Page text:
And the Justice Department could be playing an even longer game, hoping that by the time the case makes its way to the Supreme Court, Neil Gorsuch will have joined the justices and brought to an end what many see as a 4-to-4 split along ideological lines, said Jonathan E. Meyer, a former deputy general counsel in the Department of Homeland Security under Obama who now works in private practice at Sheppard Mullin.
“I think this ultimately goes to the Supreme Court, and I think it is likely to find a Supreme Court that is much more open to the government’s arguments once Judge Gorsuch is confirmed and sworn in,” Meyer said. “So it’s quite possible that part of what is going on right now is slowing things down to allow that to happen.”
The delay, though, undercuts one of the president’s primary arguments for the ban: that it is temporary and needed for national security while the administration reevaluates its vetting procedures for foreign travelers. Officials have had since Jan. 27 to conduct such a review, though Watson’s ruling in Hawaii seems to now stop them from doing so now.
Fresco, the former Obama administration official who works in private practice at Holland & Knight, said he wonders why the administration has not simply unveiled new vetting procedures and done away entirely with a temporary ban — unless its ultimate goal is a long-term ban.
“If they wanted to do a ban, and the ban was supposed to be permanent, then all of this would make sense,” Fresco said.
Asked for comment for this report, a Justice Department spokeswoman referred a reporter to the department’s request for an expedited briefing schedule in the appeal of the Maryland case.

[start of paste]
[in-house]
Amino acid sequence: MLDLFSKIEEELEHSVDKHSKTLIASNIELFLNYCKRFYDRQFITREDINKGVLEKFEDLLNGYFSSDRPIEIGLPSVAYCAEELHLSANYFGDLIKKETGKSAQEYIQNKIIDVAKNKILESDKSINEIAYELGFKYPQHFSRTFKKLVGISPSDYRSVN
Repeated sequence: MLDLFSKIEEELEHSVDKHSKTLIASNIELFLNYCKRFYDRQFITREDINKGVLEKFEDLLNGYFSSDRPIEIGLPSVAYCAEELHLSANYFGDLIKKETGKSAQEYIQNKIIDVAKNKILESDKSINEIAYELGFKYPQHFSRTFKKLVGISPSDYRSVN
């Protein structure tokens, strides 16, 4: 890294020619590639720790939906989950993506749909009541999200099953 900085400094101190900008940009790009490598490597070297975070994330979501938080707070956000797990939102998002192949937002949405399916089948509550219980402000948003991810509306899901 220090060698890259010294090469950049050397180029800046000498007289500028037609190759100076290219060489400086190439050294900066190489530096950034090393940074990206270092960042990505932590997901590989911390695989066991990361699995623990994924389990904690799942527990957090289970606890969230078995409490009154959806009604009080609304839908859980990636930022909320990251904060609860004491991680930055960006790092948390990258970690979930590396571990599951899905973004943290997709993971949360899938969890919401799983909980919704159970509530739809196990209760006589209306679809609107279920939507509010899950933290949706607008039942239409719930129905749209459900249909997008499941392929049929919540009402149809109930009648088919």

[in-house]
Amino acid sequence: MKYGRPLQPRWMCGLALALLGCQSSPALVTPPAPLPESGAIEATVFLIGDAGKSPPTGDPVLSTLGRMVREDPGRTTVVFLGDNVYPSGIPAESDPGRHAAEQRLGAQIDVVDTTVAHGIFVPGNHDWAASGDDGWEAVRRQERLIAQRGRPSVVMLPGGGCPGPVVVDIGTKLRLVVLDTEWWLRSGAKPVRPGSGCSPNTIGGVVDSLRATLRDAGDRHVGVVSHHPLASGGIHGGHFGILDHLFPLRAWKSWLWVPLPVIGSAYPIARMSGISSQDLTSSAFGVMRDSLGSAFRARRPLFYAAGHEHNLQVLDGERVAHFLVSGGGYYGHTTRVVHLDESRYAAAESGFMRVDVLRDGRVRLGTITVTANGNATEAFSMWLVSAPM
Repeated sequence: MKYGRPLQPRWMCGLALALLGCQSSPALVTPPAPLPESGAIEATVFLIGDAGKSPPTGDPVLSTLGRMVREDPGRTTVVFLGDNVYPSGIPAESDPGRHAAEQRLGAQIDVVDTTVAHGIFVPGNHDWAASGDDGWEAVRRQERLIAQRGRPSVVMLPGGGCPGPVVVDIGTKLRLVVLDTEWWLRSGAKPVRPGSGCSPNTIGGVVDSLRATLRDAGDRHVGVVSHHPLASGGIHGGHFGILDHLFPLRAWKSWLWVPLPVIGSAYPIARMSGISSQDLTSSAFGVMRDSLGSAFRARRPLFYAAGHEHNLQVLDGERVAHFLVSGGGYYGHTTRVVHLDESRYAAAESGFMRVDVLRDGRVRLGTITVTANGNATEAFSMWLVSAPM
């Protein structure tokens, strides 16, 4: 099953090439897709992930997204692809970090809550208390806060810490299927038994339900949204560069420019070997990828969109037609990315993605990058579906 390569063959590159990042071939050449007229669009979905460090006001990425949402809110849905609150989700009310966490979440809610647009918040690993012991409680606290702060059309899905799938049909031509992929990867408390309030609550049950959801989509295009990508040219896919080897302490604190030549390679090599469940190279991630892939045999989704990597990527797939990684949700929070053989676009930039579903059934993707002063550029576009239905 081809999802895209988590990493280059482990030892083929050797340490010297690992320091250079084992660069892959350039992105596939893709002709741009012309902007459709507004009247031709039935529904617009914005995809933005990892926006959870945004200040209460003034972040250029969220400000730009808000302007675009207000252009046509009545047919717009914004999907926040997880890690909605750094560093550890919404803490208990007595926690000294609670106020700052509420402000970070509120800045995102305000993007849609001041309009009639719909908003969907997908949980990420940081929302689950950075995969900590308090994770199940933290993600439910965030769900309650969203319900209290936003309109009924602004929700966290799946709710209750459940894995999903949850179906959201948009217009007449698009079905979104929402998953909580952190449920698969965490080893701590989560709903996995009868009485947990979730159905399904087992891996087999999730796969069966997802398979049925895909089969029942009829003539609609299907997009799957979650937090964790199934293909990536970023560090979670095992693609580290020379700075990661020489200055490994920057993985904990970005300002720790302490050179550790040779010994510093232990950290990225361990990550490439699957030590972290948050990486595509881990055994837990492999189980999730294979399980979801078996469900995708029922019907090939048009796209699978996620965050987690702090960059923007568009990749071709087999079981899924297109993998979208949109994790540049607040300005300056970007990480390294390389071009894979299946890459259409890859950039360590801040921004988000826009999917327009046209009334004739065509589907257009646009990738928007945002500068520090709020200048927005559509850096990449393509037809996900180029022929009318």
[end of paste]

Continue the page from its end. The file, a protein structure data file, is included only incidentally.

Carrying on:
After Trump signed his first entry ban on Jan. 27, the measure took effect so suddenly that people aboard flights were detained and, in some cases, deported, when they arrived at U.S. airports, sparking confusion, protests and legal challenges. To implement the directive — which banned entry to all refugees and citizens of Iraq, Iran, Sudan, Somalia, Libya, Somalia and Syria — the State Department provisionally revoked tens of thousands of visas. Trump wrote on Twitter that such dramatic and sudden steps were necessary because of what might happen if people were given advance warning.
“f the ban were announced with a one week notice, the ‘bad’ would rush into our country during that week,” Trump wrote. “A lot of bad ‘dudes’ out there!”
Judges quickly ruled against the measure, stopping U.S. officials from detaining and deporting those who made it to the United States. Then, on Feb. 3, U.S. District Judge James L. Robart in Washington state froze the order almost entirely. As Justice Department lawyers prepared an appeal, Trump tweeted several times the following day about the consequences of the judge’s decision, even suggesting the judiciary might be responsible if someone were to launch an attack.
“Because the ban was lifted by a judge, many very bad and dangerous people may be pouring into our country. A terrible decision,” he wrote. He added later: “Just cannot believe a judge would put our country in such peril. If something happens blame him and court system. People pouring in. Bad!”